The Holy Martyrs in Africa
They suffered for the truth of the Orthodox Faith at the hands of the Arian heretics during the reign of the Vandal King Gunerik or Genzerik (477–484). Two priests were burned and sixty more had their tongues cut out. In addition, three hundred laymen were beheaded. All of them suffered, but they defeated falsehood and confirmed Orthodoxy through their deaths, handing the Faith down to us pure and untarnished. The Lord crowned them with wreaths of glory in His Immortal Kingdom.

HYMN OF PRAISE: The Venerable Patapius
Patapius, like a mariner,
Fixes his gaze into the tempest,
Where he will see the light of the harbor
Beyond this vain and glorious world,
Agitated by the winds of passions,
Darkened by the gloom of vanity.

He casts a glance to the heavens—
Patapius, like a mariner.

The spirit is the eye for seeing heaven
And the wondrous heavenly world—
A true spirit in a pure heart.

Patapius, his soul directed to God,
Bathed his heart in tender tears.

Concentrated, he awaits the light,
The light of heaven, the calm harbor—
Patapius, like a mariner.

Whosoever seeks shall find;
Whosoever knocks, to him it shall be opened.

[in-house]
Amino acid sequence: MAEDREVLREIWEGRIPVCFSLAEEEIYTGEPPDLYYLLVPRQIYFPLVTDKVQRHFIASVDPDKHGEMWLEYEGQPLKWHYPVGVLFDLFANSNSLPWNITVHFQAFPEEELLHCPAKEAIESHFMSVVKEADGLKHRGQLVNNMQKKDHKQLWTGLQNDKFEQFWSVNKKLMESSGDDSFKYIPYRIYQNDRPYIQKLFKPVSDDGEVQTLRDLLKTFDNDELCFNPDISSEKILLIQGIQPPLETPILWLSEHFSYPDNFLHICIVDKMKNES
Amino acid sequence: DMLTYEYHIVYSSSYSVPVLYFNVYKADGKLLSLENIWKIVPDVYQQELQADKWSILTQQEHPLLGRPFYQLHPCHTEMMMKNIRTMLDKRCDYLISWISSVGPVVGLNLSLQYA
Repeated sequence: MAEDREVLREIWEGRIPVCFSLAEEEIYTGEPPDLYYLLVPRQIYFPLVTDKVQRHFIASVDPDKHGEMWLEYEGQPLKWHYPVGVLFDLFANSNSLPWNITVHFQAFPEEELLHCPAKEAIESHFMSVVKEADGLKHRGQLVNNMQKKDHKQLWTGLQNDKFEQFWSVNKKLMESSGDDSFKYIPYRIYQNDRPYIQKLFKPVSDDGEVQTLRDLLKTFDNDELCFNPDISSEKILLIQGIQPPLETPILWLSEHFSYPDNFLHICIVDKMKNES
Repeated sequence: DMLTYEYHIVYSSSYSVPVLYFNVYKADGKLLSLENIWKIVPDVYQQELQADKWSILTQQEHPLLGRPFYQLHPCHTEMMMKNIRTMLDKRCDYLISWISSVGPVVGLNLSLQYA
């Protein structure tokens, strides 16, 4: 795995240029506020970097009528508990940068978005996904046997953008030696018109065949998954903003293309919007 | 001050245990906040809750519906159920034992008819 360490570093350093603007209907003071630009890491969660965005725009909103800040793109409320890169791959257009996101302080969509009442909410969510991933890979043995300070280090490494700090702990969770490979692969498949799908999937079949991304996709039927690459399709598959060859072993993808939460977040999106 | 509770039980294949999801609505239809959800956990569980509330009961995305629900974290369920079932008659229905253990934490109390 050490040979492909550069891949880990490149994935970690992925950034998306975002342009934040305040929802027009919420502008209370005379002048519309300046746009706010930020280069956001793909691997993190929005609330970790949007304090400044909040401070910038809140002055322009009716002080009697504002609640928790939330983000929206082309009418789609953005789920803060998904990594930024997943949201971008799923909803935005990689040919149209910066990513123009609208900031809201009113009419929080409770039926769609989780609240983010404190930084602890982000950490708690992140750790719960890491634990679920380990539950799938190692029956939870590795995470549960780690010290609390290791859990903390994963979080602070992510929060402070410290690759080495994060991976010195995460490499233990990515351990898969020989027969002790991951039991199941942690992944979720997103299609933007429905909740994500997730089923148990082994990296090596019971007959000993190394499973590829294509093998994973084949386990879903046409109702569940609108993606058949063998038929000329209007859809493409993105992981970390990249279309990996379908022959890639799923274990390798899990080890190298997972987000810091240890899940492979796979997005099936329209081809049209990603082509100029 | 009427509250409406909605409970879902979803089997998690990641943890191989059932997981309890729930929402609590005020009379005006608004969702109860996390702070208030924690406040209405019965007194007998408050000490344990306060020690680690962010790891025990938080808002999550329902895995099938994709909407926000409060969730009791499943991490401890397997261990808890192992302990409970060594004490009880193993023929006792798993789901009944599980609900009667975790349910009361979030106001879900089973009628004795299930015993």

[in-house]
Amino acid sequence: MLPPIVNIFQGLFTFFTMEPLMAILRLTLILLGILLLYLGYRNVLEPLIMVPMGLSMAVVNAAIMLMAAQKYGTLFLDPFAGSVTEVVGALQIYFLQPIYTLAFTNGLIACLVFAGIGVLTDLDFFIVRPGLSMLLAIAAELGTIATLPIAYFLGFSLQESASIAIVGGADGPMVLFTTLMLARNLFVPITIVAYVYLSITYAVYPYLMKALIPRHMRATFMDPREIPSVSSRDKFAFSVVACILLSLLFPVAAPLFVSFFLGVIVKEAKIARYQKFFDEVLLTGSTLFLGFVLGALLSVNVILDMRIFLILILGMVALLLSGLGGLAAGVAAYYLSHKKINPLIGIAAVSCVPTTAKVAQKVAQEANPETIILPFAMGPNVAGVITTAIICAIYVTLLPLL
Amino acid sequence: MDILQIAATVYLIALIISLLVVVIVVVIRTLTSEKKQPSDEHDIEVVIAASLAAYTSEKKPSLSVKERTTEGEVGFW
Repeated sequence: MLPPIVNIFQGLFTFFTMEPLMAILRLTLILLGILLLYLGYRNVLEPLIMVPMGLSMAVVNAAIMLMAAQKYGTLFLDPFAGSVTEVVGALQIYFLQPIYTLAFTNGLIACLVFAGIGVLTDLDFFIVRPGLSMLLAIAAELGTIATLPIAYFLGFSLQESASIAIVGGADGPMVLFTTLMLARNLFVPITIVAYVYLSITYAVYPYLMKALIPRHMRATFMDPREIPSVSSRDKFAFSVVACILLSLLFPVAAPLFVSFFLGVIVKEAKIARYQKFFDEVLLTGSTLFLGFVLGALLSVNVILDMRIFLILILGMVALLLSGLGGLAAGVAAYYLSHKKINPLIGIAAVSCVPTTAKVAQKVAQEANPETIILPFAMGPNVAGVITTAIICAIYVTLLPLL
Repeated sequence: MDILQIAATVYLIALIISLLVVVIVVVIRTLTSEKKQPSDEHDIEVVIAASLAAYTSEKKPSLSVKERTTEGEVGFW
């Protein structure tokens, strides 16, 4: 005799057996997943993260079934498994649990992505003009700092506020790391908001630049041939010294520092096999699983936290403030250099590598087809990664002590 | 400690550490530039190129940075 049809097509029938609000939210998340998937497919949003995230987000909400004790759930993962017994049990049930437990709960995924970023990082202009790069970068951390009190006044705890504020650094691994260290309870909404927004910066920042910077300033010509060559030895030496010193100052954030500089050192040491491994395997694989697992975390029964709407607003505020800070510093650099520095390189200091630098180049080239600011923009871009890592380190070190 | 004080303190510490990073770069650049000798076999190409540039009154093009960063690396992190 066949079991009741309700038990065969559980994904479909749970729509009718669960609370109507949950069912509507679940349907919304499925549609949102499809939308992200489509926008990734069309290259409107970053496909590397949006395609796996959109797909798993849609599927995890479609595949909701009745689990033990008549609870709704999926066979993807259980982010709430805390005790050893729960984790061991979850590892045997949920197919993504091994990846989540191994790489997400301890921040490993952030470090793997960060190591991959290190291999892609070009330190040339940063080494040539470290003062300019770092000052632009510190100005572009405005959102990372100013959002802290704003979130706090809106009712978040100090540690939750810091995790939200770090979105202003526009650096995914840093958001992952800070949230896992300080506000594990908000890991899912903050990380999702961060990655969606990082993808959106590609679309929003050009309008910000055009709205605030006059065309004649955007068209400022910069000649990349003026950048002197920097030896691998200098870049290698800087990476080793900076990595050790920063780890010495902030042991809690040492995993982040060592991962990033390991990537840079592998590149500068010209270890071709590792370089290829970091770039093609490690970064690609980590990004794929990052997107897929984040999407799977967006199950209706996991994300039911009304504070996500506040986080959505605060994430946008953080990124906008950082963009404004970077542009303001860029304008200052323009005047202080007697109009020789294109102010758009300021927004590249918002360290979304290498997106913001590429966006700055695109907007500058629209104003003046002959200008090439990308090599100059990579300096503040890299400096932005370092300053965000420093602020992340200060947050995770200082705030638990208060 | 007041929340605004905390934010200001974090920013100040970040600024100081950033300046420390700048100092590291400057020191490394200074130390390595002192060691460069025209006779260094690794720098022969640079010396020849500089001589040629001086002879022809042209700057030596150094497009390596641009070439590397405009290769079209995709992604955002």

The Merciful God loves the saints,
The thirsty seekers of the Kingdom of God.

He captured Patapius’s glance,
And revealed the heavenly light to him.
Patapius saw and he wept—
God’s light inflamed by tears—
Until he sailed to the calm harbor.

His life has remained a wondrous sign
To voyagers on the open seas of the world.

REFLECTION
He who surrenders himself completely to God is guided by God to salvation, and is used by Him for the benefit of many others. St. Nicholas, devoted to the will of God, fled from the glory of men, from his city of Patara, and came to the city of Myra in Lycia, where he knew no one and was known by no one. Without any means—for, although he had been wealthy by virtue of his family, he had abandoned everything—without acquaintances and without plans, he walked as an unknown one throughout the city, waiting for God to direct his steps. At that time John the Archbishop of Myra died, and the Synod gathered for the election of a new archbishop, but could not agree on any person who had been nominated. Finally, the members of the Synod decided to fast and pray to God that He would designate the one who was most worthy of this calling. God heeded the prayers of His servants and revealed to them the one most worthy. When the presiding bishop stood for prayer, a man appeared to him in light and told him to go out early, stand in front of the church, and await the first one who would enter for morning prayer. “Appoint him as archbishop; his name is Nicholas,” he said. Seeing and hearing this, the bishop informed all of his companions. Early the next day, he went in front of the church and waited. At that moment St. Nicholas, who had the habit of rising early for prayer, appeared. Seeing him, the bishop asked him: “What is your name, son?” Nicholas remained silent. The bishop again asked him, and he replied: “I am called Nicholas, O Bishop, the servant of your holiness.” Then the bishop took him by the hand, brought him before the Synod, and said: “Receive, brethren, your shepherd, who was anointed by the Holy Spirit and was elected not by the Synod of men but rather by the providence of God.”